Intel X-25M solid-state drive
Stunningly Special SSD?
Review After leaks galore about Intel’s foray into solid-state drives, we’ve finally got our hands on an 80GB X25-M - dial 'M' for 'mainstream'.
Intel's X-25M and X-18M: dial 'm' for 'mainstream'
The X25 and X18 family of SSDs will both be initially available in 80GB versions. There's a 160GB X25 due in Q4. The X25 and X18 differ in terms of their form-factor. As the model codes suggests, the X25 has a laptop-friendly 2.5in form factor while the X18 is a dinky 1.8 incher.
In Q4, Intel will introduce the Extreme X25-E - 'E' for 'extreme' - SSD in 32GB and 64GB versions for the server market but these are a different kettle of fish to the X24 and X18 as they use single-layer cell (SLC) NAND Flash memory where the M uses multi-layer cell (MLC) NAND Flash.
Inside the X-25M
Using different cell technology means that the extreme products have far higher write speeds than the mainstream products: 170MB/s compared to 70MB/s, although the read speed is the same, 250MB/s for both series. No doubt the price will also be extreme, but the kicker for desktop PC jockeys is the lower storage capacity.
You missed the interesting part...
Supposedly the interesting thing with intels SSD is their controllers.
There is a pretty insightful article at anandtech:
where they discuss the difference in wear-levelling and block management between Intels latest and the ubiquitous JMicron controllers used by everyone else. (Admittedly it reads like PR from Intel, but it still contains some interesting comparisons.)
The problem with Flash is that you need to erase a whole block in order to write a small amount of data. Typically the blocks are large (128 - 512kb) and erasing is slow. (On the order of several ms, up to hundreds of ms depending on power supply, memory contents and the phase of the moon.)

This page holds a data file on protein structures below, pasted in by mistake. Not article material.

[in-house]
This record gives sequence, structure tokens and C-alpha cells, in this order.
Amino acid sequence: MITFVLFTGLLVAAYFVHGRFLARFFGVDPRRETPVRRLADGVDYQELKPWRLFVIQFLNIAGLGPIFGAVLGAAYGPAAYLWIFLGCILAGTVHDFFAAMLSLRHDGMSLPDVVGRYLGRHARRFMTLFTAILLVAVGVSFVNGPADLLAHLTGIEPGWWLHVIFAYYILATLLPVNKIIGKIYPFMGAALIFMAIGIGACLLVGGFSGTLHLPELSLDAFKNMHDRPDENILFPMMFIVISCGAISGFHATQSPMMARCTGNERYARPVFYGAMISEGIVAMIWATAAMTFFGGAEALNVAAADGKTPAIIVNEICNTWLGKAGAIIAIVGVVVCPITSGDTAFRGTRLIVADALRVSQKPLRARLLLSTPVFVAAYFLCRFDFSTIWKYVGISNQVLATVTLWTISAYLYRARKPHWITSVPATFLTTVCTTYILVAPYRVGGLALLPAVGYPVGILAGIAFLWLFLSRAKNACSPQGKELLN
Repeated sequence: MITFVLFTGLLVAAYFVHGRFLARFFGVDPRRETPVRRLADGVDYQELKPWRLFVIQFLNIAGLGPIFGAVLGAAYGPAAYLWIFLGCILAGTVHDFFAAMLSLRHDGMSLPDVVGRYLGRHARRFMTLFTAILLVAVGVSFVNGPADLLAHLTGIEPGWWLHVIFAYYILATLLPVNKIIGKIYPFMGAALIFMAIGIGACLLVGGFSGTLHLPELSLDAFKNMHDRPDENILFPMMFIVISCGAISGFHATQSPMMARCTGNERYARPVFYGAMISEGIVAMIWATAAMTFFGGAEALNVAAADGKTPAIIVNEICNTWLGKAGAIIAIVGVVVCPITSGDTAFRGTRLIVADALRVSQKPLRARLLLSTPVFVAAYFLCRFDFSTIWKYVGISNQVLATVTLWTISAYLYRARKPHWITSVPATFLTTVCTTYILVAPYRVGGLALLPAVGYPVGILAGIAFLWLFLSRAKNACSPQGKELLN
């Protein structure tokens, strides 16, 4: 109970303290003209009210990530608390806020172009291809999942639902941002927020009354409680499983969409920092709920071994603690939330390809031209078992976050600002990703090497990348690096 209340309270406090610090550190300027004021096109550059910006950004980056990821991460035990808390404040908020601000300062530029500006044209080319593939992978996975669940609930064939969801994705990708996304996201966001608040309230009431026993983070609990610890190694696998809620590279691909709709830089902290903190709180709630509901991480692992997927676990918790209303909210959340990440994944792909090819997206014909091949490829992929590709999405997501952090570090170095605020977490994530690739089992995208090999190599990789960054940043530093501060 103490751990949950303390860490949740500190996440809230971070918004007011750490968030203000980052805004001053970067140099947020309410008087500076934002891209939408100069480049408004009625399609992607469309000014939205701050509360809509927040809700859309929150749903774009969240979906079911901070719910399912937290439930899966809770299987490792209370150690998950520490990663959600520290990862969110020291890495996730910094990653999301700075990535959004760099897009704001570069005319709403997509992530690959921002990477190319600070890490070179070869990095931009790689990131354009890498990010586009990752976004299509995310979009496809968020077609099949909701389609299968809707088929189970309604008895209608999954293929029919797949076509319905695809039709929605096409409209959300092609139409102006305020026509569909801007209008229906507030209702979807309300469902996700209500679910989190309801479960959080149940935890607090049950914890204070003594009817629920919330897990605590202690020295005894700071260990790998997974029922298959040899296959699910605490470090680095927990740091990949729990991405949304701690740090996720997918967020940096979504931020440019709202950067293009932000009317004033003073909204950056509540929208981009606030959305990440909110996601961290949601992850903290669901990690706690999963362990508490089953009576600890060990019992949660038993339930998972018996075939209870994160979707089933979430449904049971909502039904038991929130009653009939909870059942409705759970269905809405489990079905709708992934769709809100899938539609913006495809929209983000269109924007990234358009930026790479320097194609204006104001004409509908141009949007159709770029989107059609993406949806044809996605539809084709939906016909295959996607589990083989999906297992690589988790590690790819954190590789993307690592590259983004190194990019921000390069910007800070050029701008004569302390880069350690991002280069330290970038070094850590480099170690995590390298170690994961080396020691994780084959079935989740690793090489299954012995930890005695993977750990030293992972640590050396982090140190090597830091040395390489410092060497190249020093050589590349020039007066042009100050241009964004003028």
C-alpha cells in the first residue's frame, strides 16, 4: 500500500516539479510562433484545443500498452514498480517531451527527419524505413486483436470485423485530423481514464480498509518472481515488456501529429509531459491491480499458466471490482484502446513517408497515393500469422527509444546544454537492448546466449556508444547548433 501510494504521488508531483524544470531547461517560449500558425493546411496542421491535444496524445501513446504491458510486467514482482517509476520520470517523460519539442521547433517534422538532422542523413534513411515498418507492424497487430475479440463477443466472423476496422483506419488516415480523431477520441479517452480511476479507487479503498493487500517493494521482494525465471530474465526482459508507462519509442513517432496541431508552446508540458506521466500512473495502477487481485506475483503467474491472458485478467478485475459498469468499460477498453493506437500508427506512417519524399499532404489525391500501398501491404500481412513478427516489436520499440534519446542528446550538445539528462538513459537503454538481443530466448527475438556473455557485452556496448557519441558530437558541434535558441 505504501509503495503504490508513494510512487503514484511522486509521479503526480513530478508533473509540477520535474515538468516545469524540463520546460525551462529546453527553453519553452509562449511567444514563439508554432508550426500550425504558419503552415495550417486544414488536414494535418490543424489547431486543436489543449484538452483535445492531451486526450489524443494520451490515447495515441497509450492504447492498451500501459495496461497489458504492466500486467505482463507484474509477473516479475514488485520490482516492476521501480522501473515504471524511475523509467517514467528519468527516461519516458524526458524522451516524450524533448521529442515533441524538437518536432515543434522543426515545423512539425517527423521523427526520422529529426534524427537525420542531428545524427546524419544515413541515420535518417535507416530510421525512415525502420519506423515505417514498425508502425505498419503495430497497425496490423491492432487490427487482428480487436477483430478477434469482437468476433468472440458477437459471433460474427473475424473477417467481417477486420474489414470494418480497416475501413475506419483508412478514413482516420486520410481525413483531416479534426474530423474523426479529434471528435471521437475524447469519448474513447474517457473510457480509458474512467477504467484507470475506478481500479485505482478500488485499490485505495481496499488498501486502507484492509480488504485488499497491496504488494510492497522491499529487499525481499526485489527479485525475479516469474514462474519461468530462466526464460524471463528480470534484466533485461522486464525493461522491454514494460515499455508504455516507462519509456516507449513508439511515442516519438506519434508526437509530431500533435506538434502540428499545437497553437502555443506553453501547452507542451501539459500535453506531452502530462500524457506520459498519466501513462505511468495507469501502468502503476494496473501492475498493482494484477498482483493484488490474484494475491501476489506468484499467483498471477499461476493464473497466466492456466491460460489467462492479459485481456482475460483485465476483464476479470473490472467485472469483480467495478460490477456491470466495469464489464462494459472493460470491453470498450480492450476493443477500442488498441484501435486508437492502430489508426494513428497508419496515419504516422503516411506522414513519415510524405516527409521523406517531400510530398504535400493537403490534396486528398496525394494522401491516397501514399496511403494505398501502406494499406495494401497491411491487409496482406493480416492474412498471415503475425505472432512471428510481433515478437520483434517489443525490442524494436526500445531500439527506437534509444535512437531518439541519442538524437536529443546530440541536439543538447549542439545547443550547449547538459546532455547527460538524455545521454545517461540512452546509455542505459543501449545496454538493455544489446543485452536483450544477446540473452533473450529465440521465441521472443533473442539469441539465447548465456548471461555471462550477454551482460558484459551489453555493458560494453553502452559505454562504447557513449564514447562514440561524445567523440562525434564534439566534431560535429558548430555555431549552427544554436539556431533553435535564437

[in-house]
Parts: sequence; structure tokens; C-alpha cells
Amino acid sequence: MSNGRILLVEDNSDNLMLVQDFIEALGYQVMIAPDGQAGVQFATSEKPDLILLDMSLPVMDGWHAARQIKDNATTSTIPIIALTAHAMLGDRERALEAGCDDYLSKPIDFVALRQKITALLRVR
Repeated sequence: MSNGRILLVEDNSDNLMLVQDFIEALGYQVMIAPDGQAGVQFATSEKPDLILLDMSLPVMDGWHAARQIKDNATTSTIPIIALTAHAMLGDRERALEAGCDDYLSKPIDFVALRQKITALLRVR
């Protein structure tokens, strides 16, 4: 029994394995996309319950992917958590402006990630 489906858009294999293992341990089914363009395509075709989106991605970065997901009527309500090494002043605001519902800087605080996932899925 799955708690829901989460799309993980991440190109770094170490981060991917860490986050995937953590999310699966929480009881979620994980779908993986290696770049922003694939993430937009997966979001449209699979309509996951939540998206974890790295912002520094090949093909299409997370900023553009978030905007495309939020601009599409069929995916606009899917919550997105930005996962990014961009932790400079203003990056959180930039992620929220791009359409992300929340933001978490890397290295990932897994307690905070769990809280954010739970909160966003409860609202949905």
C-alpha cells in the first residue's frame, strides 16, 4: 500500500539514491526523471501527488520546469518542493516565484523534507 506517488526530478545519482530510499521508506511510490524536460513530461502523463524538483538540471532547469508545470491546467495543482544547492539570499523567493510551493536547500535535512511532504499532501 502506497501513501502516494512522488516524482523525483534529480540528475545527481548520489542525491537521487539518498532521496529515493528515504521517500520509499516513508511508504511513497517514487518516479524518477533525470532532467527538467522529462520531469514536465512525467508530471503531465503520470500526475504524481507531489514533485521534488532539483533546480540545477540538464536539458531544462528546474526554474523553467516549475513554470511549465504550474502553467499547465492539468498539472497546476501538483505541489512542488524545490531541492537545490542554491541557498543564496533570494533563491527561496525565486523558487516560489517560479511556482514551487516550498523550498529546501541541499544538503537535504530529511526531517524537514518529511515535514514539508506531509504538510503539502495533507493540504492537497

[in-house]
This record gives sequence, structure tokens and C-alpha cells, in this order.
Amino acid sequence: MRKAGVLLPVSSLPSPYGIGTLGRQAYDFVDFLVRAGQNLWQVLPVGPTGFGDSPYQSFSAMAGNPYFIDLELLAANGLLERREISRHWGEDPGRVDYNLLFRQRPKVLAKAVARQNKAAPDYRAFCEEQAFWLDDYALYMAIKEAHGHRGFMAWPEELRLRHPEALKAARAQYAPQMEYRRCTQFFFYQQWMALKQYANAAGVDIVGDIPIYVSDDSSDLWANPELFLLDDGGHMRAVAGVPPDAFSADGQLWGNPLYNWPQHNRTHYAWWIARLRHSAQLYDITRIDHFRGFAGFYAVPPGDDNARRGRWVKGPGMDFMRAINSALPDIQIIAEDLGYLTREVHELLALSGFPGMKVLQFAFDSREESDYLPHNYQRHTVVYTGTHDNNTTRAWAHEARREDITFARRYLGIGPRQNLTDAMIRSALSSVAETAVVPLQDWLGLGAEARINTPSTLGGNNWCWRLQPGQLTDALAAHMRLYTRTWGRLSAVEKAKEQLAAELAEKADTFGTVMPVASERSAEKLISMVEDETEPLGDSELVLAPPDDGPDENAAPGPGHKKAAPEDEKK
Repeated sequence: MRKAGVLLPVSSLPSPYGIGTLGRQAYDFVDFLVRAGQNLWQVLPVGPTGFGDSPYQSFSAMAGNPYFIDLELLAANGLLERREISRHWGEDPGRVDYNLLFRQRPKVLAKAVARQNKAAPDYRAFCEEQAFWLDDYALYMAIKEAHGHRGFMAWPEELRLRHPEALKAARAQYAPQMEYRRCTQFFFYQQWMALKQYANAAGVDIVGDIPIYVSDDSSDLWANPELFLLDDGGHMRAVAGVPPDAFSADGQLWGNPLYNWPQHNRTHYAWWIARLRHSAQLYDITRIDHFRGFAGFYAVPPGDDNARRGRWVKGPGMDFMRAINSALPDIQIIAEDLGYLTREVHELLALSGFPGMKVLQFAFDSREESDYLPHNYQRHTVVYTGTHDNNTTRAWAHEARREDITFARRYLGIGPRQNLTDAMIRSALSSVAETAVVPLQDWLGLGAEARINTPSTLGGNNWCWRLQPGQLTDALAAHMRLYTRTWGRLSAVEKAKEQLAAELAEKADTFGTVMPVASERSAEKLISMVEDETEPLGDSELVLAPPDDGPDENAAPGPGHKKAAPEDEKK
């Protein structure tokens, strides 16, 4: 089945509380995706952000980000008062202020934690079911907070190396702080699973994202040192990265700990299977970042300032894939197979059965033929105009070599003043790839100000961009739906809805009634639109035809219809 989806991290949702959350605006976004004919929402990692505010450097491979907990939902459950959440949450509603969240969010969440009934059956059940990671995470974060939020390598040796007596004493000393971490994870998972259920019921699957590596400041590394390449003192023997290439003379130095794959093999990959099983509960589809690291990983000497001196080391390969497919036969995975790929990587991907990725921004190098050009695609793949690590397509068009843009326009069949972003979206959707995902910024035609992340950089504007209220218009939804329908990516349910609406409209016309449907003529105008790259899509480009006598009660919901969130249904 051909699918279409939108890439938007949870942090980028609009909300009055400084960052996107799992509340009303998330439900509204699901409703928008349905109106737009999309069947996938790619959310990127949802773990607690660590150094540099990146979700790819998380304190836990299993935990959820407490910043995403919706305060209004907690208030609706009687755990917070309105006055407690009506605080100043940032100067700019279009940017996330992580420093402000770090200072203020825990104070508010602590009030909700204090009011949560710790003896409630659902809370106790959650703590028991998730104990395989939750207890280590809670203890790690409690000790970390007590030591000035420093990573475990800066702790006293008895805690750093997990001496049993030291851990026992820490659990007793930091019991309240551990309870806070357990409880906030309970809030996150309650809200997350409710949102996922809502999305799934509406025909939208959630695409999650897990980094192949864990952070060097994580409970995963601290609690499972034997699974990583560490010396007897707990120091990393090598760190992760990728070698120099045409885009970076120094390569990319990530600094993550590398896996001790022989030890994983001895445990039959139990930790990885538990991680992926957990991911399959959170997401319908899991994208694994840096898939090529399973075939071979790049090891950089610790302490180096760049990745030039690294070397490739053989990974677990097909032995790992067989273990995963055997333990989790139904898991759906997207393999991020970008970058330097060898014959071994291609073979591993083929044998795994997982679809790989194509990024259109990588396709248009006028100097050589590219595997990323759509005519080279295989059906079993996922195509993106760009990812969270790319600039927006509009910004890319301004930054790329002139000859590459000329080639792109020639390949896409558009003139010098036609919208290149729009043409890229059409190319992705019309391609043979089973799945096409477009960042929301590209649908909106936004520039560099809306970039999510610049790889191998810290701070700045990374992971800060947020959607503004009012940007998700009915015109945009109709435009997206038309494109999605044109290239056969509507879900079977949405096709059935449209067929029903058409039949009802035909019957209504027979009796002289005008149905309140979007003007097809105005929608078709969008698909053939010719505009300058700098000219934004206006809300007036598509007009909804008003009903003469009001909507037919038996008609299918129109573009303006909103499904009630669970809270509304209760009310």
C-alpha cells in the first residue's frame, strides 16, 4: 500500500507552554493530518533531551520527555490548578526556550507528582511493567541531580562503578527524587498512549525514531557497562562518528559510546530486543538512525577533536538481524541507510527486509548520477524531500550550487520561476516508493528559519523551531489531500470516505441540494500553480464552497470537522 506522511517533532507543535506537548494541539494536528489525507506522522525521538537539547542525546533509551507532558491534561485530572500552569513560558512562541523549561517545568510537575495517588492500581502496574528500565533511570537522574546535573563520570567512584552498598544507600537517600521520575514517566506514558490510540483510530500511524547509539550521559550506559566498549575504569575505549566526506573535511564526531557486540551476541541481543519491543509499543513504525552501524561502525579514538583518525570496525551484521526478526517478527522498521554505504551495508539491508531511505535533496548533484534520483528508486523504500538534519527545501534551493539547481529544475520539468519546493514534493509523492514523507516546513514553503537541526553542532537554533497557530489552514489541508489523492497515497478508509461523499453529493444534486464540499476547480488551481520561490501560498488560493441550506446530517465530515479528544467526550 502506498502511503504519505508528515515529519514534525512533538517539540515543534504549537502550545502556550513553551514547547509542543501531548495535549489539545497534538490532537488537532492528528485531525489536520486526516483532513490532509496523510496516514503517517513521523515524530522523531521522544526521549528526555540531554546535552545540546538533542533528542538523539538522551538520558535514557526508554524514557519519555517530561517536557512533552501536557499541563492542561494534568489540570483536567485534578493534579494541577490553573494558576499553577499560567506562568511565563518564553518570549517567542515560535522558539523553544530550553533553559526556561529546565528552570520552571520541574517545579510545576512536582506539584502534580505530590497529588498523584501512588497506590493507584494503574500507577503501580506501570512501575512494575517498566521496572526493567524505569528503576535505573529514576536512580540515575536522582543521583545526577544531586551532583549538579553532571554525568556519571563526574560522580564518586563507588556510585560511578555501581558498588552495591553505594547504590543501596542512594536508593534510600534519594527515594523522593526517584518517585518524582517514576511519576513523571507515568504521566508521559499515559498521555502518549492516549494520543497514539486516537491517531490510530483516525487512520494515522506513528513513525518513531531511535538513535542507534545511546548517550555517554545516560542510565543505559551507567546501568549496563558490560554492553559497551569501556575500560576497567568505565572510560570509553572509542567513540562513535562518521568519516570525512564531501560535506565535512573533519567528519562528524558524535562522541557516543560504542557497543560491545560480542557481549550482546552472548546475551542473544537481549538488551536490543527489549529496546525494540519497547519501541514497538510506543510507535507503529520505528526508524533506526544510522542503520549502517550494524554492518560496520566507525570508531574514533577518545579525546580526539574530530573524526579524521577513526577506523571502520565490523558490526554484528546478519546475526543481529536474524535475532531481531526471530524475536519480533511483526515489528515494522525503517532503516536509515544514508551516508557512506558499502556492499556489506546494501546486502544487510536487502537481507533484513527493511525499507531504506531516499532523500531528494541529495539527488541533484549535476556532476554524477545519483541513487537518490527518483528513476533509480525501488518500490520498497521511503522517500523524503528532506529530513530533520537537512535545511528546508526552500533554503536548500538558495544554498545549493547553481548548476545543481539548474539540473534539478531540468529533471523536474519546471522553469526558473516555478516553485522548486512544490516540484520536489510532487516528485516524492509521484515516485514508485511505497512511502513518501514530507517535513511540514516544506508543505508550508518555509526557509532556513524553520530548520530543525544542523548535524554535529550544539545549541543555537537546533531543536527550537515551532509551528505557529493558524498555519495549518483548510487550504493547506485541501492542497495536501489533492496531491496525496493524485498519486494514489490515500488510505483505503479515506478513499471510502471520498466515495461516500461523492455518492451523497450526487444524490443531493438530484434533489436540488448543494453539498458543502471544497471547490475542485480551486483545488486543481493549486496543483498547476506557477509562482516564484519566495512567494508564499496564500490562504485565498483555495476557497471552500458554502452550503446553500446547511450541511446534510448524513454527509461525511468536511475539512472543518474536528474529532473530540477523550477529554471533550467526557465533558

(Also noted at arstechnica: http://arstechnica.com/reviews/hardware/macbook-air-ssd-review.ars/1
and even by the reg: http://www.reghardware.co.uk/2008/07/22/sandisk_ssd_vista_beef/ )
It would have been interesting to see how Intes new controller handles all these aspects. (According to Anandtech pretty well, but I'd love to have it corroborated by you.)
Hmm... Tom's piece notwithstanding, I'd be interested to see how it speeds up my VMs. I have a number of (yes, defragmented) VMware VMs running demos and trials, and I can often sit waiting for several minutes while they sort themselves out - particularly the busier ones, and especially if I have too much running in the host and they start swapping. If an SSD knocked that down by even half, it'd be worth the money...
more on Tom's
Tom's followed up the SSD piece with this:
would have been nice to see a comparisson with the OCZ core V2..
ah well ho hum..